Local Mail Transfer Protocol

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The Local Mail Transfer Protocol (LMTP) is a derivative of ESMTP, the extension of the Simple Mail Transfer Protocol. It is defined in RFC 2033.[1]

LMTP is designed as an alternative to normal SMTP for situations where the receiving side does not have a mail queue, such as a mail storage server acting as a Mail Delivery Agent. Mail queues are an inherent requisite of SMTP. In situations in which mail queues are not possible, LMTP is desirable, since a mail storage server should manage only its mail store without having to allocate more storage for a mail queue. This is not possible with SMTP when there are multiple recipients for a mail message. SMTP can only indicate successful delivery or failure for all or none of the recipients, creating the need for a separate queue to handle the failed recipients. LMTP, on the other hand, can indicate success or failure to the client for each recipient, allowing the client to handle the queueing instead. The client in this case would typically be an Internet-facing mail gateway. LMTP is not intended for use over wide area networks. In other words, the MTA still handles all outgoing mail, including the mail stream from the LMTP, to another mail server located somewhere on the Internet.

LMTP is an Application Layer protocol of the Internet Protocol Suite. It uses a Transmission Control Protocol (TCP) transport like SMTP, but must not use port number 25, the well-known port for SMTP.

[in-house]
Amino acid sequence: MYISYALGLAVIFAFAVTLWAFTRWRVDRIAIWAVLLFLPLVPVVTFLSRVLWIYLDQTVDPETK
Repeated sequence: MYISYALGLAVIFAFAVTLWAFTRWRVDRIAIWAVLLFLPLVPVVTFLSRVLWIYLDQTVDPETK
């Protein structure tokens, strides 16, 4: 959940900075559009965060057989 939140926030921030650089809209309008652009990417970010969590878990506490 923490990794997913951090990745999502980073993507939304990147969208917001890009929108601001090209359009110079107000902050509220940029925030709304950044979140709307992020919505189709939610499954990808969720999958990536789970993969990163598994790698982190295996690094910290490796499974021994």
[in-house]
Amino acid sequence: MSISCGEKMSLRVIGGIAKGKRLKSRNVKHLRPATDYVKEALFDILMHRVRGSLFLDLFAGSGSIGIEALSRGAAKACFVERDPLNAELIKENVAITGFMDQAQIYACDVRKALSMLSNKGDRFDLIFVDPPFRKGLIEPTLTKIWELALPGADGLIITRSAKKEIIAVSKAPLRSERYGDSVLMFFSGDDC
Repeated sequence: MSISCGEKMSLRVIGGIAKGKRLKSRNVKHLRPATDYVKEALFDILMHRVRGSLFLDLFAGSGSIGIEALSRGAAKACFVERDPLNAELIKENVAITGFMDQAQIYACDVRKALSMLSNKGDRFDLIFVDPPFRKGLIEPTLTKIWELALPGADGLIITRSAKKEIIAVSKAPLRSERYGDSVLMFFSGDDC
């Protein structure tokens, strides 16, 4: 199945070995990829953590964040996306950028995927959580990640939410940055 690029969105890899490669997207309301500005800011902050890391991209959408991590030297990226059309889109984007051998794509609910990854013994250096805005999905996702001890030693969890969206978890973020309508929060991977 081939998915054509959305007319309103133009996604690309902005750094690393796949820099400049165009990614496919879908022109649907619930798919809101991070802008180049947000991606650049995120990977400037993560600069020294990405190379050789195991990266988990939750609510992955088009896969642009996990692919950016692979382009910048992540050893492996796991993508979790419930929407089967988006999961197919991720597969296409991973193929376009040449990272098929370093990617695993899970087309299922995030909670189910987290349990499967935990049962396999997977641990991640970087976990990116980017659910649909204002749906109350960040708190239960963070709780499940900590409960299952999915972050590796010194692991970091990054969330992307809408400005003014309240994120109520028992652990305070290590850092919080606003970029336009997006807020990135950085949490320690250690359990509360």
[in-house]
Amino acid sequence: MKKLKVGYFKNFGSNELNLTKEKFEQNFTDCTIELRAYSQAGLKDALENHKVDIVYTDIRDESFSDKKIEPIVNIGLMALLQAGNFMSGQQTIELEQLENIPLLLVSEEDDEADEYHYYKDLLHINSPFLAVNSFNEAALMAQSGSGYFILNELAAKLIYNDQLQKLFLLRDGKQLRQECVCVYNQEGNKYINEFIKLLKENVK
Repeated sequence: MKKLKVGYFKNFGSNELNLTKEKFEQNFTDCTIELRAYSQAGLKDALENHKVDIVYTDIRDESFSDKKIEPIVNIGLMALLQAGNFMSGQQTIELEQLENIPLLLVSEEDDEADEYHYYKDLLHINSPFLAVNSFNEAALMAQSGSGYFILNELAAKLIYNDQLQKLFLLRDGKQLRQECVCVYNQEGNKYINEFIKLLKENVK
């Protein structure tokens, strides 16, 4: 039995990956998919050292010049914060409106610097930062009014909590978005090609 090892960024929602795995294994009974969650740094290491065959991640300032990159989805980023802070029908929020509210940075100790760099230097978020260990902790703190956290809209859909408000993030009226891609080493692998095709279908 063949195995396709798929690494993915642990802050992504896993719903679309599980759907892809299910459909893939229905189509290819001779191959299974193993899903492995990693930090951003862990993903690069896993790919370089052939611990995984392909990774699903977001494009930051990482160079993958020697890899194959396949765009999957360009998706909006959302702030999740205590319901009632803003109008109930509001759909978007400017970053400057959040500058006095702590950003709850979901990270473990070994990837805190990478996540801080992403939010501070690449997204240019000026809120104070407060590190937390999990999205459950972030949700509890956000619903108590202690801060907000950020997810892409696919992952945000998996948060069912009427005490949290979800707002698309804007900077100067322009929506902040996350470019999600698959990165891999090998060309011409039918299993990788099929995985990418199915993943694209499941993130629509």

LMTP conversation syntax is based on the same commands as Extended SMTP with the following exceptions:

  • ESMTP's EHLO verb is replaced with LHLO.
  • ESMTP requires a single status for the entire message body. LMTP requires a response for each previously successful RCPT command. That is, in case of multiple recipients, after the body of the message has been transmitted, LMTP can still fail for some recipient while succeeding for the others. With this facility, LMTP can fail if a user is over quota without the burden of generating Bounce messages.

The key difference is that LMTP will reject a message if it is not immediately deliverable to its final destination. This removes the need for a mail queue. For this reason, LMTP is not run on the standard TCP port of SMTP.


  1. ^ RFC 2033, The Local Mail Transfer Protocol, J. Myers, The Internet Society (October 1996)